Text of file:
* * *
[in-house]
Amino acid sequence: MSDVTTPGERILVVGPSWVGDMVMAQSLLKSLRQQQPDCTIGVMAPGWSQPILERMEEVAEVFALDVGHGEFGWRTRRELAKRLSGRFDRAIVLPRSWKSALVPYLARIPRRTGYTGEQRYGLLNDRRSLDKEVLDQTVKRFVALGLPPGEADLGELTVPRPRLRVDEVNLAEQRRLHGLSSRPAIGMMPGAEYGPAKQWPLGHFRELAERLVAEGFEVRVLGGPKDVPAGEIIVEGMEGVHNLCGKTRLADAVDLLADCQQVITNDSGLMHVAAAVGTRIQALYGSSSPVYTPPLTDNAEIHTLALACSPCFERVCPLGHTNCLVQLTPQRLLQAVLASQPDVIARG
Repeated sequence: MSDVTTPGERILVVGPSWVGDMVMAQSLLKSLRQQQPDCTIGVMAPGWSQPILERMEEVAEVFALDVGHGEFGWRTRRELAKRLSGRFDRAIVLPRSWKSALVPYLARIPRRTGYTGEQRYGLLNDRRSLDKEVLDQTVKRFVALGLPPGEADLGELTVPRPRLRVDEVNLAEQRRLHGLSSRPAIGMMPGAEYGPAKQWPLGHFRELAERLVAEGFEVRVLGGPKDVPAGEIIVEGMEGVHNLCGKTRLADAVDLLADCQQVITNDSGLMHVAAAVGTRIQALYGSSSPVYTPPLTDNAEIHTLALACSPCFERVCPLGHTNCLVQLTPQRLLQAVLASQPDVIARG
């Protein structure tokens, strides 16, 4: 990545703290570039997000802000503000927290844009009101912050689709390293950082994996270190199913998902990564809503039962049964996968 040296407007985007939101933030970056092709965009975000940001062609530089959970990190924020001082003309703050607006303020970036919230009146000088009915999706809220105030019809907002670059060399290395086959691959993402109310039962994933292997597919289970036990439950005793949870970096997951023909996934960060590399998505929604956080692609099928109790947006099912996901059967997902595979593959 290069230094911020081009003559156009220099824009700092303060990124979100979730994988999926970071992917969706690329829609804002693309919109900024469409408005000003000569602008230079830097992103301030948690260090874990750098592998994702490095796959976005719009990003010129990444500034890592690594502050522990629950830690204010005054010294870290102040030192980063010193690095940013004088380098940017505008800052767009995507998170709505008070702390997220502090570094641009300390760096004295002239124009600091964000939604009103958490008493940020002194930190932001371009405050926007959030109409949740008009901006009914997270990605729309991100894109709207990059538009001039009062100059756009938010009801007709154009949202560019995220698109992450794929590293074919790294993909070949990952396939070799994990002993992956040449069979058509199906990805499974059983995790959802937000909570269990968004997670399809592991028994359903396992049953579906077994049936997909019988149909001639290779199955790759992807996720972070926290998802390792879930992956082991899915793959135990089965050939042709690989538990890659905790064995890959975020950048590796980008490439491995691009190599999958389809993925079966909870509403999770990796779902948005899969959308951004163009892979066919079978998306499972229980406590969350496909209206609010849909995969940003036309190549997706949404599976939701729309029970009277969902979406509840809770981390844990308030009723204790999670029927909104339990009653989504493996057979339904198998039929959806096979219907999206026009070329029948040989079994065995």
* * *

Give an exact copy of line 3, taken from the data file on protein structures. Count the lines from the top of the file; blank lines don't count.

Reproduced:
Repeated sequence: MSDVTTPGERILVVGPSWVGDMVMAQSLLKSLRQQQPDCTIGVMAPGWSQPILERMEEVAEVFALDVGHGEFGWRTRRELAKRLSGRFDRAIVLPRSWKSALVPYLARIPRRTGYTGEQRYGLLNDRRSLDKEVLDQTVKRFVALGLPPGEADLGELTVPRPRLRVDEVNLAEQRRLHGLSSRPAIGMMPGAEYGPAKQWPLGHFRELAERLVAEGFEVRVLGGPKDVPAGEIIVEGMEGVHNLCGKTRLADAVDLLADCQQVITNDSGLMHVAAAVGTRIQALYGSSSPVYTPPLTDNAEIHTLALACSPCFERVCPLGHTNCLVQLTPQRLLQAVLASQPDVIARG